“Well, let me tell you about that Chef. After barreling their way out of that Great Famine, thousands of Irish and Scots-Irish rode on ships for weeks to America, just like you saw in that movie Titanic. Poor as all get out, they were down below. When they finally made it to America many made Louisville Kentucky their new home. By 1805 there was movement towards the Ohio River and many more moved to the Limerick District of Louisville, Kentucky. Residents of Limerick lived in shotgun houses, at least the poor ones did. The rich Irish lived in big houses called Lace Mansions. Anyway, it was in Limerick, and so many Catholics, 1872 the first St. Patrick’s Day Parade was held in honor of Saint Patrick, known as the “Apostle of Ireland.” The main Saint of Ireland along with a couple of others on the side, he’s considered the founder of Christianity in Ireland. So he was deemed someone to celebrate in the new land.”
|Got lucky when one of my clients, who is an avid hunter shared with me.|
|Sorry, no squirrel.|
|Onions, Carrots and Bell Peppers at the ready.|
Here's my recipe for Burgoo:
Ingredients: 2 tablespoons olive oil + 1 tablespoon unsalted butter (more if needed)
1 lb. Black Tail (deer meat) or other wild game 1/2 lb. chicken thighs - skin/bones removed
1/2 lb. pork tenderloin 1 cup diced carrots 1 cup diced green bell peppers
1 cup diced onion 4 cloves garlic - minced
2 large russet potatoes - peeled and cubed 2 cups water + 2 cups beef broth
1 cup fresh, frozen or canned: corn kernels, white kidney beans and kale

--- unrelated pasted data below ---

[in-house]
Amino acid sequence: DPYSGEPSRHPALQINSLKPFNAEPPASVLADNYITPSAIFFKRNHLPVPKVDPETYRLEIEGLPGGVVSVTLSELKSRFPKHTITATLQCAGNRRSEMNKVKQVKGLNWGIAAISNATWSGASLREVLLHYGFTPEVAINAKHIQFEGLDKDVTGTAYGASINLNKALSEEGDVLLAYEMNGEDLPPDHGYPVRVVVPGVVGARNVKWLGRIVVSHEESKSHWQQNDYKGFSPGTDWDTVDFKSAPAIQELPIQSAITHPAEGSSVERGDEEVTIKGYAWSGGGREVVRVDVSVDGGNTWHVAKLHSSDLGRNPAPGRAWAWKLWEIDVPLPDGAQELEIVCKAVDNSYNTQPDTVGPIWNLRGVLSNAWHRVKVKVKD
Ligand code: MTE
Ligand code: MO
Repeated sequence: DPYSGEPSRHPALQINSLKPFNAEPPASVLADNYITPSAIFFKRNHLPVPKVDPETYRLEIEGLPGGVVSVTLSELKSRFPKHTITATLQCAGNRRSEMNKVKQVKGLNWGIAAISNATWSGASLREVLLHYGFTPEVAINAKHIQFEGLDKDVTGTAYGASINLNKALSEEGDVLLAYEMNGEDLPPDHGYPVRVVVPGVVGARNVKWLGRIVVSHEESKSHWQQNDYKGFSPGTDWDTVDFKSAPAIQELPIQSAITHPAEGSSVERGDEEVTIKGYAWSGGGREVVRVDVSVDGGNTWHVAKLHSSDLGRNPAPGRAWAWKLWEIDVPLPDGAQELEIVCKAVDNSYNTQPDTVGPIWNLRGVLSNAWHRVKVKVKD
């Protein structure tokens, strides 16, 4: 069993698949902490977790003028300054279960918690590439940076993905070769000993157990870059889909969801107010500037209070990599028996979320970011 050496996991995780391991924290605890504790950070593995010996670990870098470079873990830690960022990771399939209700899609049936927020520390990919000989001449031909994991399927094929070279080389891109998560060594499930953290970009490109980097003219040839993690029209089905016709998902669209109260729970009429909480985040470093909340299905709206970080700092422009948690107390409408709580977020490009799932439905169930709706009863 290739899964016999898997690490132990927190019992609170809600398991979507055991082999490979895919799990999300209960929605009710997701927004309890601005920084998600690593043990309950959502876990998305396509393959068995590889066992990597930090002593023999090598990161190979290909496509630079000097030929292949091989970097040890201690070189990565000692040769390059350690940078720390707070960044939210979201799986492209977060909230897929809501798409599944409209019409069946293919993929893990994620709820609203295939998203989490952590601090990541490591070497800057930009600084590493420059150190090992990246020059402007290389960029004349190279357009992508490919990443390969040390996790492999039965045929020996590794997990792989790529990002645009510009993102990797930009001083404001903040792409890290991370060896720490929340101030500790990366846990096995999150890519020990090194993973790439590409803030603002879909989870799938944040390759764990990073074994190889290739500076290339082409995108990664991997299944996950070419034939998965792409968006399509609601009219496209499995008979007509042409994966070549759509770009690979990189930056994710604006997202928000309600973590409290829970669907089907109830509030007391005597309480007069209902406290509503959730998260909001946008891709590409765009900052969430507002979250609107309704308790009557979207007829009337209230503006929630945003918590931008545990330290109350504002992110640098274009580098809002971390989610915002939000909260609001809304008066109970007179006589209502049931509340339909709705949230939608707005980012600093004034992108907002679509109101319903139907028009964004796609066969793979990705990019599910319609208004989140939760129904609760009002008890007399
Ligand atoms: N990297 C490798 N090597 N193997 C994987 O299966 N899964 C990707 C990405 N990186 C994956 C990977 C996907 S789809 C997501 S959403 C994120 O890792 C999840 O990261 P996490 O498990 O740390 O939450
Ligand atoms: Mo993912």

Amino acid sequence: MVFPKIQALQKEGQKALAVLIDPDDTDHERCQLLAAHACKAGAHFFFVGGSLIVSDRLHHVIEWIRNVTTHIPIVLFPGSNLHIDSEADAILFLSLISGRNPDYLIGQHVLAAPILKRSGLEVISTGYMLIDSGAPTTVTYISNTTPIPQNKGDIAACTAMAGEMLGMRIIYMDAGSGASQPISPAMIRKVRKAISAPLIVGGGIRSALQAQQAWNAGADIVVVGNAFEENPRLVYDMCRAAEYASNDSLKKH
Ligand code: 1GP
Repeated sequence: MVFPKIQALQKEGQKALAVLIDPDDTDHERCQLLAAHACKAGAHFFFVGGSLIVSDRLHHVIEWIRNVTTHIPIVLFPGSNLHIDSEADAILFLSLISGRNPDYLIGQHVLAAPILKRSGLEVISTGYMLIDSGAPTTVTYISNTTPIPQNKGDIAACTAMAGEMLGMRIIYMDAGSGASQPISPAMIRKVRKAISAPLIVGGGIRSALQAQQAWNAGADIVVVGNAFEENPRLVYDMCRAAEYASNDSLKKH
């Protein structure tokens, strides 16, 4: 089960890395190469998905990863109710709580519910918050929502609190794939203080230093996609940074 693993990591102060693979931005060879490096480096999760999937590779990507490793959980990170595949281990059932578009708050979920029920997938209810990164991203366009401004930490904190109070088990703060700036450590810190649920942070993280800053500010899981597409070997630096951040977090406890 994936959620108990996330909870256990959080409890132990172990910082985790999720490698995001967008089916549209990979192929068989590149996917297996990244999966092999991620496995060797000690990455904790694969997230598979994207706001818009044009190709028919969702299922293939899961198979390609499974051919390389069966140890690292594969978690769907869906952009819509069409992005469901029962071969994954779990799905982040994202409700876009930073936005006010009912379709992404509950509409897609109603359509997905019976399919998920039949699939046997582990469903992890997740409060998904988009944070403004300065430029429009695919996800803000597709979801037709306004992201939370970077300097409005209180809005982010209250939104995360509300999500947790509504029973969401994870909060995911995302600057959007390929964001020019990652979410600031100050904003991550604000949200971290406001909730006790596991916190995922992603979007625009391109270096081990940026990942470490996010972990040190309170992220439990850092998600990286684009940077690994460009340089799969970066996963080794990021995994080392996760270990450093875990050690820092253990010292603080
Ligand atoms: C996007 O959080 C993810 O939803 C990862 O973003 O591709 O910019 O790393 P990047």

2 tablespoons dark brown sugar 3 tablespoons cider vinegar 1 tablespoon Worcestershire sauce
1 can whole tomatoes (undrained) salt & pepper to taste 1 tablespoon each; fresh thyme/parsley
Process: 1) Cut all proteins into bite-sized cubes. Heat oil and butter in a large Dutch oven or heavy pot over medium heat. Working in batches so you don't over-crowd the pot, add the beef and cook until browned. Set aside on a large plate. Continue this with the chicken and pork until all proteins have been cooked. They won't be cooked all the way through yet.
2) Add more oil and butter if needed to same pot adding diced carrots, bell pepper and onions. Cook until fragrant and translucent. Be sure to scrape up all that good flavor on the bottom of the pot from the meats. Add the minced garlic.
3) Return the browned meats to the pot, adding 2 cup of the water and 2 cups of the broth. Cook over low heat for about an hour.
4)Add remaining water and broth along with the cubed potatoes, kidney beans, corn and kale. Stir in brown sugar, vinegar, Worchestershire sauce and tomatoes with the juice. Season to taste with salt and pepper. Continue to cook on simmer for another hour or two.
5) Once meats are cooked through and tender, add the fresh parsley and thyme, taste for additional salt and pepper then serve. If stew is too thick for your liking simply add more broth or water.